Here’s a good bet: Intermodal, automobile and domestic energy-related traffic will grow on U.S. railroads through the end of this year and in 2013 as their engines of growth — volatile fuel prices and tightening truck capacity, the need to replace aging vehicles and booming natural gas production — aren’t likely to let up.
But wagering on how other types of rail volumes will fare is a gamble, considering the shaky domestic economic recovery and sluggish global growth.
Despite some signs the coal slump has bottomed out, it’s too soon to determine what’s ahead because volatile and unpredictable events such as natural gas prices, weather and tightening federal emissions go so far in determining shipment volume. The full impact of the U.S. summer drought, along with foreign demand, remains murky, for example. Even manufacturing, a key driver of the economic recovery, is showing signs of faltering, and that could pull down metals, metallic ores and chemicals shipments.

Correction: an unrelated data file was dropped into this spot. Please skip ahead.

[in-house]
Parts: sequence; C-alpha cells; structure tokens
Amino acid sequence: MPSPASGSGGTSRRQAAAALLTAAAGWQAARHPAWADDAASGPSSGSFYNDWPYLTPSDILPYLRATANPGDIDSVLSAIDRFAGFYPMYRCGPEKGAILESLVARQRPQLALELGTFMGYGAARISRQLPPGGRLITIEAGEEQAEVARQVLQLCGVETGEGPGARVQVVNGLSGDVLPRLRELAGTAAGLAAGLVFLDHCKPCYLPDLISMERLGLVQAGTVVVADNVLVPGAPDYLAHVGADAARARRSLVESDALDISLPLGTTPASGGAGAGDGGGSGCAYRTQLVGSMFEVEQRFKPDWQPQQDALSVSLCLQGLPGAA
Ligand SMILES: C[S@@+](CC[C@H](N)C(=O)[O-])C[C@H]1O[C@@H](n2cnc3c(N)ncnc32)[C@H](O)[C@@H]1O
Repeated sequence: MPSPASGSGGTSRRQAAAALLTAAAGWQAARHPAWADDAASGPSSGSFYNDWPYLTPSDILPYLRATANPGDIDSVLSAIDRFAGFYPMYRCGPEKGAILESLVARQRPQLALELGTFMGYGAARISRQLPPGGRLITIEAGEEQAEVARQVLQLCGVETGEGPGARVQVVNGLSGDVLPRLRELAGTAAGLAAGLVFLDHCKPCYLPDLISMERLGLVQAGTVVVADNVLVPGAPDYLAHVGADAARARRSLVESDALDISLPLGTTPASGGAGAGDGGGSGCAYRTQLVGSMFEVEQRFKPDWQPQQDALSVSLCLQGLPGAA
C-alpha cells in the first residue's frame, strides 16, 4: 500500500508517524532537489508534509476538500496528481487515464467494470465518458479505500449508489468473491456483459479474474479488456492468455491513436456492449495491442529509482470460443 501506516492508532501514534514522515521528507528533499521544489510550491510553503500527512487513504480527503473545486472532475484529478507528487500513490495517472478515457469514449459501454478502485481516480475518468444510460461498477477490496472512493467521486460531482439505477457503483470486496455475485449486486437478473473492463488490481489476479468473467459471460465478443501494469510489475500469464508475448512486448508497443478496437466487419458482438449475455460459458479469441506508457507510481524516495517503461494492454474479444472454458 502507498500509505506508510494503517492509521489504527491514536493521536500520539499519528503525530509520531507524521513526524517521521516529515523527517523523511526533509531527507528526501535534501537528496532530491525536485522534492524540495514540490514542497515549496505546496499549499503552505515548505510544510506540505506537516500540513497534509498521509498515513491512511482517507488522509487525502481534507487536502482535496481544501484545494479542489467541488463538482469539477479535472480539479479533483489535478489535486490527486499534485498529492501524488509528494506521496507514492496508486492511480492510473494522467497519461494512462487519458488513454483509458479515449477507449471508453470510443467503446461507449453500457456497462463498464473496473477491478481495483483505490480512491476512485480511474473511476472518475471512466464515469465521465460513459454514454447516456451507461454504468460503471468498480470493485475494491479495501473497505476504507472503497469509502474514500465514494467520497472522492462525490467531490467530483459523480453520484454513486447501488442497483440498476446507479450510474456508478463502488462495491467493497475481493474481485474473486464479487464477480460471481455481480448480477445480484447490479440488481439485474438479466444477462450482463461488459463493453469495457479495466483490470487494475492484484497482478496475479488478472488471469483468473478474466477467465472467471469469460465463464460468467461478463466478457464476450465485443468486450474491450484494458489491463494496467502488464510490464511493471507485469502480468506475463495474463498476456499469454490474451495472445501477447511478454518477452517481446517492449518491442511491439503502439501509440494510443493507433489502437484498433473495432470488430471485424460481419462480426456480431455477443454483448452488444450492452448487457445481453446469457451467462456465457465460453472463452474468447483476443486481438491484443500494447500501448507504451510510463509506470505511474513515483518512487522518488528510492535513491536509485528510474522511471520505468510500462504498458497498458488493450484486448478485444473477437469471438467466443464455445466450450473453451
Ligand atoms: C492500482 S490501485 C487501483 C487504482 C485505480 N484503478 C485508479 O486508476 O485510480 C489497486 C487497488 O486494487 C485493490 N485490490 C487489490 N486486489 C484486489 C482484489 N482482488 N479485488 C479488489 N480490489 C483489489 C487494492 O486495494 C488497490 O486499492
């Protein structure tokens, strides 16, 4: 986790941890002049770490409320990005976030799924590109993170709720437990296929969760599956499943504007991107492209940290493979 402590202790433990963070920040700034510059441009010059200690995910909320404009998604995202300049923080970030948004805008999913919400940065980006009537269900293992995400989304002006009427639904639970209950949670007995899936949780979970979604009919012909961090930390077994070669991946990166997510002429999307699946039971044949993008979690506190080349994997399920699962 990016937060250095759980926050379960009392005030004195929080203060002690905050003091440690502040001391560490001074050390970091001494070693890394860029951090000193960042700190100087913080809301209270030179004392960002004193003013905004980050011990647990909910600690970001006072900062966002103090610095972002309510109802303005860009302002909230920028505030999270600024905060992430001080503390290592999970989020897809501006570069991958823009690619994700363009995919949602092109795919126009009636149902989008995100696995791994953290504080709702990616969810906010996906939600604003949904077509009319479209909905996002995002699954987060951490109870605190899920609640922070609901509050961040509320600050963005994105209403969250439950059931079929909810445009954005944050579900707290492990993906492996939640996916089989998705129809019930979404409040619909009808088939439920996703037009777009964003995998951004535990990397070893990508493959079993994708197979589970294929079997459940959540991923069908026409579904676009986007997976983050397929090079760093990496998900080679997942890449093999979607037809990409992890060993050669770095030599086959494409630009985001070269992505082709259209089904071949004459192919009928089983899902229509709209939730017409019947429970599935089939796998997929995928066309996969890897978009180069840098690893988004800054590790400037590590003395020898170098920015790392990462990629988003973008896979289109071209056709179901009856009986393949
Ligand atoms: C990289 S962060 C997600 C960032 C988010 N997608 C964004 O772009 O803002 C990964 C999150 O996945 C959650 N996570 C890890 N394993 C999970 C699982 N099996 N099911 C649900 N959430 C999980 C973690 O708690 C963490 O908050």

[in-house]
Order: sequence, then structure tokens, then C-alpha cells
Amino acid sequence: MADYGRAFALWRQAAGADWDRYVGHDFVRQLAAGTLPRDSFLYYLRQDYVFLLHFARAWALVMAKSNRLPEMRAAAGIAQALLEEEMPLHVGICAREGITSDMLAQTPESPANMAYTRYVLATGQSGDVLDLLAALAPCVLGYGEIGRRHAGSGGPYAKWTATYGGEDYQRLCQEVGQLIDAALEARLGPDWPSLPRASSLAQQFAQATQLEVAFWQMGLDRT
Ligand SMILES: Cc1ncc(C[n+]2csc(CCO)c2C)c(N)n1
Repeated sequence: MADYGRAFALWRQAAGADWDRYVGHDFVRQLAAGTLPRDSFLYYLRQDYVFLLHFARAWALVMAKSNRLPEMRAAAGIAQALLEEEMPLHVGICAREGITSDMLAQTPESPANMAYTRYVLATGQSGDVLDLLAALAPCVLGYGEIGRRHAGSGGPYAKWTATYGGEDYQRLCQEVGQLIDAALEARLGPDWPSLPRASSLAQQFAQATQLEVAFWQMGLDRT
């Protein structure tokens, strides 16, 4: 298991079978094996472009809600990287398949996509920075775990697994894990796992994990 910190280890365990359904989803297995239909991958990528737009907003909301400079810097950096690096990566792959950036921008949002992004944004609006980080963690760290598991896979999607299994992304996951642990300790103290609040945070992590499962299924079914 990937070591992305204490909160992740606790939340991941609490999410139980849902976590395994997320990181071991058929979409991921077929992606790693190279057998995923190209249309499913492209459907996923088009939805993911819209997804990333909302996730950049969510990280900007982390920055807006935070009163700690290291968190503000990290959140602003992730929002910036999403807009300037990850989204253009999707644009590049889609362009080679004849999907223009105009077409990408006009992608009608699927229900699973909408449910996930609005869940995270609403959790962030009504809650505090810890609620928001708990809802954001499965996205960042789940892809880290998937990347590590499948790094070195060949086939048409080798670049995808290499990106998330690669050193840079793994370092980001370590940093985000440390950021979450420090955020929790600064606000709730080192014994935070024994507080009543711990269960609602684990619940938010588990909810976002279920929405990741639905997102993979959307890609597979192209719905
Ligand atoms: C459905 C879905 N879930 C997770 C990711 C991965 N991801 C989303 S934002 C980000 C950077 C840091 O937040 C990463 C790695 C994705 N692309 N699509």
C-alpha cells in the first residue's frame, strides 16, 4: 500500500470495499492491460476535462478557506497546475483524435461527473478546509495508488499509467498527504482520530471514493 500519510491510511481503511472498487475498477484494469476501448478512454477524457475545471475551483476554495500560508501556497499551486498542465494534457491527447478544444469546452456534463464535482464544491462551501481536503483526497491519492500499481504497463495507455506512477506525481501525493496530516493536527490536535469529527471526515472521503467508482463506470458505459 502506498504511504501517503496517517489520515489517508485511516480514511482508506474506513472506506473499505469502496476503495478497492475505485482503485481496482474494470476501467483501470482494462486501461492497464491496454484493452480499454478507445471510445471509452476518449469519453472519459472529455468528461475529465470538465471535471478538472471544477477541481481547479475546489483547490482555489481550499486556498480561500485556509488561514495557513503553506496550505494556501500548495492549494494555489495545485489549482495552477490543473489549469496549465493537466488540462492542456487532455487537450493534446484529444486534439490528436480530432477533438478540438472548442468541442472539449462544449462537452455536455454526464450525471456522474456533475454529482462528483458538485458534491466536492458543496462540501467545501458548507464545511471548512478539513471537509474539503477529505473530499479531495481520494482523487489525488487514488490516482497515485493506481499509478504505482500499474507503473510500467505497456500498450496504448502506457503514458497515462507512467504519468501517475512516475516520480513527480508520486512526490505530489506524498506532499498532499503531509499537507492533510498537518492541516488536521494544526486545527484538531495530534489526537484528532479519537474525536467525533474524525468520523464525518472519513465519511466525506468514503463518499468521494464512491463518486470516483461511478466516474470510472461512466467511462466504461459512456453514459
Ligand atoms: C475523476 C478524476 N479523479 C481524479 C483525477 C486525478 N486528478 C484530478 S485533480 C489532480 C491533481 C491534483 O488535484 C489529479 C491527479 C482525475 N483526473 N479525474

For all that, however, a major slowdown in U.S. economic activity is unlikely. Third quarter carload volume excluding coal and grain expanded 3.4 percent year-over-year. Total volume excluding coal rose 3.4 percent in September, the largest increase in four months and the 34th consecutive year-over-year rise, according to the Association of American Railroads. Intermodal traffic increased 5.5 percent year-over-year in the third quarter, and traffic was up 2.5 percent in September, the third-highest monthly average this year.
Intermodal shipments likely will grow in the mid-single digits in the fourth quarter, barring any major disruptions to consumer spending, John Larkin, a Stifel Nicolaus analyst, wrote in a note to customers. The investment research firm expects total U.S. volume growth in the fourth quarter to reflect the broader economic expansion of 1 to 1.5 percent.
That sluggish economic expansion likely will rein in railroads’ robust profit growth, evidenced by investors scaling back their profit forecasts for several major U.S.-based railroads ahead of their third quarter earnings releases. Norfolk Southern Railway was the only carrier to downgrade its own profit expectations, blaming weak coal traffic and merchandise shipments, and reduced fuel surcharges.